Top critical review
Terrible novel carried forward only by skillful and precise writing
on April 17, 2017
Paul Auster is a master literary craftsman. Like a Pied Piper, he can magically pull the reader along with skillful and precise writing and story telling. However, his novel Sunset Park which I finished reading is terrible. These are my reasons: It is unfocused, has no clear thematic core, is overindulgent in its observations about the major characters. Auster also is more than occasionally trying to educate the reader about subjects oblique to his story which the seems to care about, love and has personal meaning for him, forgetting the reader may think otherwise. The novel is flawed by pointless digressions about old time baseball players who have died because the son Miles Heller and his father, Morris find their lives and fortunes similar to their own.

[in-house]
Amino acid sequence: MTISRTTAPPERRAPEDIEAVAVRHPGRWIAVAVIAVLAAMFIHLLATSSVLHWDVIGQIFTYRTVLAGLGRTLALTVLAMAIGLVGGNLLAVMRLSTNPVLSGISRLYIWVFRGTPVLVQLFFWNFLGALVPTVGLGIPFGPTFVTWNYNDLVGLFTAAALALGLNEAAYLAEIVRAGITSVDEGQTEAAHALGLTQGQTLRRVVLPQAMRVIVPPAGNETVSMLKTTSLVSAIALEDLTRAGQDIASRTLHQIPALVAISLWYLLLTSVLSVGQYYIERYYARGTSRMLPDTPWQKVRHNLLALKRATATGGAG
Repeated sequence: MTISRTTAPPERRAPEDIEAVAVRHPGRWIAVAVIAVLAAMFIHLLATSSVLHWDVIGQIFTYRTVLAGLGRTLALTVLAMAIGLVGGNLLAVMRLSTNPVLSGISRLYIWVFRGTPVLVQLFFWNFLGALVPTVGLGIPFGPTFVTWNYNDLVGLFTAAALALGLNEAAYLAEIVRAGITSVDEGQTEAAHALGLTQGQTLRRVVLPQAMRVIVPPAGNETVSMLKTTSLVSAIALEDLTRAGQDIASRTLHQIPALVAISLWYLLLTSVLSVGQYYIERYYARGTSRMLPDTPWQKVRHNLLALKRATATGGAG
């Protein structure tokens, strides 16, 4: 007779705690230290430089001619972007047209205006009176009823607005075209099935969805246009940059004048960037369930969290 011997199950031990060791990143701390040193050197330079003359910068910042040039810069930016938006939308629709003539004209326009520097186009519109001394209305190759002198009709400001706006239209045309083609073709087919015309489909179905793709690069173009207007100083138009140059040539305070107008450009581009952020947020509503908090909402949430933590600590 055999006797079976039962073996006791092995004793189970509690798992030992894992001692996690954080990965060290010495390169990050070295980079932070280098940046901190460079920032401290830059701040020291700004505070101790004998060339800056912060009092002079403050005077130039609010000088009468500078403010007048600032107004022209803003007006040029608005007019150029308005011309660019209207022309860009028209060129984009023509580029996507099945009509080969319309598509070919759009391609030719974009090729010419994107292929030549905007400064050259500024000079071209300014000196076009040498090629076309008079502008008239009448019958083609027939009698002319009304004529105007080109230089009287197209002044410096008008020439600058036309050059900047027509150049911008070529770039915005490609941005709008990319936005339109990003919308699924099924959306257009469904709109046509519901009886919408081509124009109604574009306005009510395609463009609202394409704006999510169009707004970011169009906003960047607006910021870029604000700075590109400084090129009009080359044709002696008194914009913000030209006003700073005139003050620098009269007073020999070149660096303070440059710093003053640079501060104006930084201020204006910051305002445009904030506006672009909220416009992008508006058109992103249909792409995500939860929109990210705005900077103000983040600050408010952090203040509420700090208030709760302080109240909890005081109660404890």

The main characters are seem to lead pointless lives of indecision and different degrees of failure. The main character is Miles Heller's M.O. He is not very ambitious and a wanderer despite having three years of Ivy league education under his belt. He is erudite and reads many books and offers insight and analysis of books, ideas and people when he chooses to speak. being somewhat introverted. He overhears an argument between his stepmother and father about his problems and lack of ambition. Frustrated with his life and family. he takes to the road at age 21 and lives in four different states eeking out a living with menial low paying jobs. He appears and identifies himself as a loser destined to fail at everything. He moves to Florida and acquire a jobs as a "trash out inspector" that empties foreclosed. houses of valuables left behind by former owners. He meets and fall in love with a 17 year high school student who becomes the great love of his life. Her name is Pilar Sanchez who he believes is intelligent and sharp witted, but offers no substantial proof of her intelligence except that, she reads books;. they actually meet in a local park where they both are reading the same book, "The Great Gatsby"